Mass Affluent Whitepaper - UK


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Europeans with significant investable assets expect to engage with finance brands through social media – both to improve their customer experience and to guide future decisions on products and investments.

Mass Affluents, those with investable assets of between £65,000 and £650,000, are amongst the most active and engaged social media users – and see social platforms as an essential element in their relationships with financial institutions. In a groundbreaking study by LinkedIn and Cogent covering France, The Netherlands and the UK, more than 84% of the mass affluent audience in each country were active on social platforms; at least 40% engaged with financial companies, and at least 30% read content shared by those companies.

In each country, mass affluent audiences opted for LinkedIn as their most trusted social media source for financial information, and the platform they are most likely to turn to for the content that matters to them. Information on new products and services, market commentary, service updates and general company information figured prominently amongst the most sought-after content from banks, credit card companies, insurance brands and brokers. When asked what they hoped to gain from engaging with such companies through social media, mass affluents pointed to improved customer service, greater transparency and timely, relevant content.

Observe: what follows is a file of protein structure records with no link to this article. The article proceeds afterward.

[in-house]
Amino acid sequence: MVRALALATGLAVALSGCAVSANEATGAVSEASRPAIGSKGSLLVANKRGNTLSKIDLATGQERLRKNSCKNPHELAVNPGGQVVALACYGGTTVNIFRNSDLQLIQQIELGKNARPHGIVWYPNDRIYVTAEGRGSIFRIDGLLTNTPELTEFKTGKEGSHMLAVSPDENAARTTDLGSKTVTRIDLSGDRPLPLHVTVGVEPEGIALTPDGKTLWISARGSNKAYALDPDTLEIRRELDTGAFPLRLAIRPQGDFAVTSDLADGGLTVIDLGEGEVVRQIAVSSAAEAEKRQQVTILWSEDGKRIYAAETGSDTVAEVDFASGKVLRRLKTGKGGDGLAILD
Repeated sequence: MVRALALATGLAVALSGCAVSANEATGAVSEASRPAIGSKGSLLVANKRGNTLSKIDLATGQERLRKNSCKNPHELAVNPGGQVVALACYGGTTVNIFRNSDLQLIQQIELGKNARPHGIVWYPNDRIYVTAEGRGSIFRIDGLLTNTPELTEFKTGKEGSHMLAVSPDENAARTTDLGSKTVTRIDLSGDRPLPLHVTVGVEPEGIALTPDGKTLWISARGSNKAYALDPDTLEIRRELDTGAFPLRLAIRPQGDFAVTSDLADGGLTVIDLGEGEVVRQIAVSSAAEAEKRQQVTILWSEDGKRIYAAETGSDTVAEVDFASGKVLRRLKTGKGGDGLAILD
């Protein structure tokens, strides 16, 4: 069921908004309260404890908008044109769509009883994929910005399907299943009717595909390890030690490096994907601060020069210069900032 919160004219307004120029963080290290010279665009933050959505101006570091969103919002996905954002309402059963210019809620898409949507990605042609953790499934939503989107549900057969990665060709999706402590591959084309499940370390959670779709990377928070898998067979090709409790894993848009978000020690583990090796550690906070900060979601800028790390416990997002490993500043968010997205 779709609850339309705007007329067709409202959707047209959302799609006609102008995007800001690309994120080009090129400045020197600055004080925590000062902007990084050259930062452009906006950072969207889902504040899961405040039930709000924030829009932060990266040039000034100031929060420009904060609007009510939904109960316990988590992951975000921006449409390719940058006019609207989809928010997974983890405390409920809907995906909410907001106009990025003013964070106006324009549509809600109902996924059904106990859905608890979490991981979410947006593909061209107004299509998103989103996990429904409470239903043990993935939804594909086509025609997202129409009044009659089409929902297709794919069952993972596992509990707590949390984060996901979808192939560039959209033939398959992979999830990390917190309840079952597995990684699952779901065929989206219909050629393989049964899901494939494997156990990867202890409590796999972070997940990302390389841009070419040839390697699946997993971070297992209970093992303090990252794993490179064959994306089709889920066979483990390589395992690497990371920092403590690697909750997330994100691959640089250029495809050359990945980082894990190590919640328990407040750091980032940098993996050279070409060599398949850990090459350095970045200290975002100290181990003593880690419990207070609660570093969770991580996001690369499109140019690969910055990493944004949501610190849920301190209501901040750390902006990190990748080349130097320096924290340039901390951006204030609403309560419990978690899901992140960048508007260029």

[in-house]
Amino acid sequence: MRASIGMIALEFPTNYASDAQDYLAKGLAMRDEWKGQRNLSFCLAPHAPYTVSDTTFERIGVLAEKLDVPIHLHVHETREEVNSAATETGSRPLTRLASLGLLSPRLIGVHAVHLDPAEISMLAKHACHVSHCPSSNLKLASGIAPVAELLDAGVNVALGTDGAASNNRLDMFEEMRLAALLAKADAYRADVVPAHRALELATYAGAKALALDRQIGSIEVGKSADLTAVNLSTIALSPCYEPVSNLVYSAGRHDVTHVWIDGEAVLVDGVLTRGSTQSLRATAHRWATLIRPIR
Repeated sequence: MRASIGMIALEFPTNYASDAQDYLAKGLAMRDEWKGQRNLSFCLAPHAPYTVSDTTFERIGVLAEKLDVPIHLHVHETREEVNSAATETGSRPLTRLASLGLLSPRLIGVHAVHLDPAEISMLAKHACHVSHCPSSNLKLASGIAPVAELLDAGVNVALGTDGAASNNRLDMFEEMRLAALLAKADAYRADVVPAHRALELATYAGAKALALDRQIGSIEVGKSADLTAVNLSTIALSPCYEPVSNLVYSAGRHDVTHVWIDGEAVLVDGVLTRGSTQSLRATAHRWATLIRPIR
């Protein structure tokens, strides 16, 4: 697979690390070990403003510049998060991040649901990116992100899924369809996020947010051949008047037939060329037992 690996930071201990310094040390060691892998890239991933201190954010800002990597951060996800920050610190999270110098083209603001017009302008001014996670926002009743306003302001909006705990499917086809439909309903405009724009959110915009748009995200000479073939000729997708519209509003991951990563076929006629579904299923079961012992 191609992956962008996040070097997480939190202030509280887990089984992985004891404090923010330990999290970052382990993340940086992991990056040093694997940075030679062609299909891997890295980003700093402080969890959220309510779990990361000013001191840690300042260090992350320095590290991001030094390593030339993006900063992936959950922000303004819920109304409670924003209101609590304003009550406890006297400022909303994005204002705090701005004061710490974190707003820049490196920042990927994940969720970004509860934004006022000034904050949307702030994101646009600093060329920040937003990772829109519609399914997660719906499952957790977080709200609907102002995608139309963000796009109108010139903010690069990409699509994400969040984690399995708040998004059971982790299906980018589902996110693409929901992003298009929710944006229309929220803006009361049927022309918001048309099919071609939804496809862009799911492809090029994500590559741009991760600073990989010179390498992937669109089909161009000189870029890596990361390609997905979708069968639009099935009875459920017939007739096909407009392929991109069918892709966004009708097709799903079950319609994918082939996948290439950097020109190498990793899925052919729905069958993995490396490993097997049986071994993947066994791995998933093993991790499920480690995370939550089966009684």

Across all three countries, and all types of financial sectors, the information discovered and considered through social media is a key driver of immediate action amongst the mass affluent audience. Of those using social media for both discovery and consideration, 63% were driven to take action such as purchasing a product or opening an account. And the comments that Mass Affluents share have a vital role to play in amplifying awareness and engagement amongst their peers. Almost a quarter of those in the UK and over a third of those in France and The Netherlands read others comments on the content shared by financial companies.

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Mass Affluent Whitepaper - UK

  1. 1. UNITED KINGDOMINFLUENCINGTHE MASS AFFLUENTBuilding relationships on social media
  2. 2. Executive SummarySocial media is becoming a central part of how consumers discoverand evaluate information. When Mass Affluents engage with financialinstitutions, on a trusted social media platform, the outcomes aremore than just education and validation. This highly sought-afteraudience is driven to action.With a very large percentage of Mass Affluents using social media, it’s notsurprising that their expectations for financial institutions on social havemoved beyond having a presence. Their usage of social is becoming moresophisticated and financial services companies’ need to address this bysurfacing relevant content and services on those channels.Yet across the board, financial institutions are falling short in meeting theexpectations of this segment. In doing so, they risk missing a valuableopportunity to attract and retain customers. By providing a more robustunderstanding of Mass Affluents’ needs and preferences across all life stages,this research uncovers key insights to help financial institutions maximise theimpact of social on trust, relationships, and ultimately, influence.ObjectivesIn order to better understand these social trends, LinkedIn teamed up withCogent Research to study the value Mass Affluents derive from social mediause, particularly as it relates to financial education and decision-making.The research also explores how financial institutions engage with thisaudience relative to expectations, and looks to see if there are opportunitiesto better leverage social media to build trust, relationships and influence.1